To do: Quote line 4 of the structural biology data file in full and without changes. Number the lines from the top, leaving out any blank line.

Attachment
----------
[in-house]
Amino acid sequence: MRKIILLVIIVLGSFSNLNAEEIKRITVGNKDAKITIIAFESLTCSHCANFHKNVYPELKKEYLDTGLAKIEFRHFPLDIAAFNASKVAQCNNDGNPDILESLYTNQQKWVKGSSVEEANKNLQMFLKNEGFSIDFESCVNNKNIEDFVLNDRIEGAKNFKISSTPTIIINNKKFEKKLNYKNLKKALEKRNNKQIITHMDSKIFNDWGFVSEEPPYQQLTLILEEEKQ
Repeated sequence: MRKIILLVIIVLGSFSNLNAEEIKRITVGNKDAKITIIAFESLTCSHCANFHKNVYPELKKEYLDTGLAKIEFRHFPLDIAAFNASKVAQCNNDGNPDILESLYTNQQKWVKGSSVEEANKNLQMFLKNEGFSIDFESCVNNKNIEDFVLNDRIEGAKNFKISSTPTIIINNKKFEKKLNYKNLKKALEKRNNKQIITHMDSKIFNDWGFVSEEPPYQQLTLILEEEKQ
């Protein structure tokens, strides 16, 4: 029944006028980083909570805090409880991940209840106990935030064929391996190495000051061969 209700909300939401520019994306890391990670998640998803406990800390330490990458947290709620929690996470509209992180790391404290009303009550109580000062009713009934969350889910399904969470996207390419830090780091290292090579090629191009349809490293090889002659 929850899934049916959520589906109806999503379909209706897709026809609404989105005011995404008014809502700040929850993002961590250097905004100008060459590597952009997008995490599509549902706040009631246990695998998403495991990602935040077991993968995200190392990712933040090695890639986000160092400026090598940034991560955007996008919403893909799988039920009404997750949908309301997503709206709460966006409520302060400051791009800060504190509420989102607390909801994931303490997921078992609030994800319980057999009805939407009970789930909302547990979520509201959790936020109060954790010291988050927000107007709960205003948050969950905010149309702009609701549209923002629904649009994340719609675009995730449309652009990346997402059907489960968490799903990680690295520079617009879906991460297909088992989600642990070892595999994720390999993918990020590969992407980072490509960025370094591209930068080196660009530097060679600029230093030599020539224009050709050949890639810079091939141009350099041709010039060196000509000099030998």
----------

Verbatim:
């Protein structure tokens, strides 16, 4: 029944006028980083909570805090409880991940209840106990935030064929391996190495000051061969 209700909300939401520019994306890391990670998640998803406990800390330490990458947290709620929690996470509209992180790391404290009303009550109580000062009713009934969350889910399904969470996207390419830090780091290292090579090629191009349809490293090889002659 929850899934049916959520589906109806999503379909209706897709026809609404989105005011995404008014809502700040929850993002961590250097905004100008060459590597952009997008995490599509549902706040009631246990695998998403495991990602935040077991993968995200190392990712933040090695890639986000160092400026090598940034991560955007996008919403893909799988039920009404997750949908309301997503709206709460966006409520302060400051791009800060504190509420989102607390909801994931303490997921078992609030994800319980057999009805939407009970789930909302547990979520509201959790936020109060954790010291988050927000107007709960205003948050969950905010149309702009609701549209923002629904649009994340719609675009995730449309652009990346997402059907489960968490799903990680690295520079617009879906991460297909088992989600642990070892595999994720390999993918990020590969992407980072490509960025370094591209930068080196660009530097060679600029230093030599020539224009050709050949890639810079091939141009350099041709010039060196000509000099030998």